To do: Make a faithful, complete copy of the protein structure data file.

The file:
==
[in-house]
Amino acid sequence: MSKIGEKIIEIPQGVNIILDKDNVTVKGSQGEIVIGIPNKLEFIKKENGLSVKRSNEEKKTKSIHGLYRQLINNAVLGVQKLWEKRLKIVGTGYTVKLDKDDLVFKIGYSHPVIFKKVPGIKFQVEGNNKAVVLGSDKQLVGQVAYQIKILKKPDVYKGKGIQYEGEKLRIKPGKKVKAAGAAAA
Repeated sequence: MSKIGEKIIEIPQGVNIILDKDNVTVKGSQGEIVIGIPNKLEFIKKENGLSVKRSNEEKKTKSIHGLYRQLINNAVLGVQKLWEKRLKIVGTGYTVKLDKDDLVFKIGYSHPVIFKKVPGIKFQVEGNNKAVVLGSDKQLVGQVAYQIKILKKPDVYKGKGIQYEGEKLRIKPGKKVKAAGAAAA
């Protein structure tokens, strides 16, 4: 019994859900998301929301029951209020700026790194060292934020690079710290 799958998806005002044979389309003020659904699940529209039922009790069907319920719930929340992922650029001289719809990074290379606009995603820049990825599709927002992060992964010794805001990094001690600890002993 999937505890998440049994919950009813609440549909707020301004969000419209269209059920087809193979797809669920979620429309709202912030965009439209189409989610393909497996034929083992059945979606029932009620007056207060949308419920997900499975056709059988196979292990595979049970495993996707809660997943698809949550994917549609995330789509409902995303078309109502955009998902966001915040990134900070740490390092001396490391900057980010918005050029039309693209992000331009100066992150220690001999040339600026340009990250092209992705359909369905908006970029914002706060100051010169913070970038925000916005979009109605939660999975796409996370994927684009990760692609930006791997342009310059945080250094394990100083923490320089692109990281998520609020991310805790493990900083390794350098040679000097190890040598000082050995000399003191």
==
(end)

[in-house]
Amino acid sequence: MSKIGEKIIEIPQGVNIILDKDNVTVKGSQGEIVIGIPNKLEFIKKENGLSVKRSNEEKKTKSIHGLYRQLINNAVLGVQKLWEKRLKIVGTGYTVKLDKDDLVFKIGYSHPVIFKKVPGIKFQVEGNNKAVVLGSDKQLVGQVAYQIKILKKPDVYKGKGIQYEGEKLRIKPGKKVKAAGAAAA
Repeated sequence: MSKIGEKIIEIPQGVNIILDKDNVTVKGSQGEIVIGIPNKLEFIKKENGLSVKRSNEEKKTKSIHGLYRQLINNAVLGVQKLWEKRLKIVGTGYTVKLDKDDLVFKIGYSHPVIFKKVPGIKFQVEGNNKAVVLGSDKQLVGQVAYQIKILKKPDVYKGKGIQYEGEKLRIKPGKKVKAAGAAAA
């Protein structure tokens, strides 16, 4: 019994859900998301929301029951209020700026790194060292934020690079710290 799958998806005002044979389309003020659904699940529209039922009790069907319920719930929340992922650029001289719809990074290379606009995603820049990825599709927002992060992964010794805001990094001690600890002993 999937505890998440049994919950009813609440549909707020301004969000419209269209059920087809193979797809669920979620429309709202912030965009439209189409989610393909497996034929083992059945979606029932009620007056207060949308419920997900499975056709059988196979292990595979049970495993996707809660997943698809949550994917549609995330789509409902995303078309109502955009998902966001915040990134900070740490390092001396490391900057980010918005050029039309693209992000331009100066992150220690001999040339600026340009990250092209992705359909369905908006970029914002706060100051010169913070970038925000916005979009109605939660999975796409996370994927684009990760692609930006791997342009310059945080250094394990100083923490320089692109990281998520609020991310805790493990900083390794350098040679000097190890040598000082050995000399003191």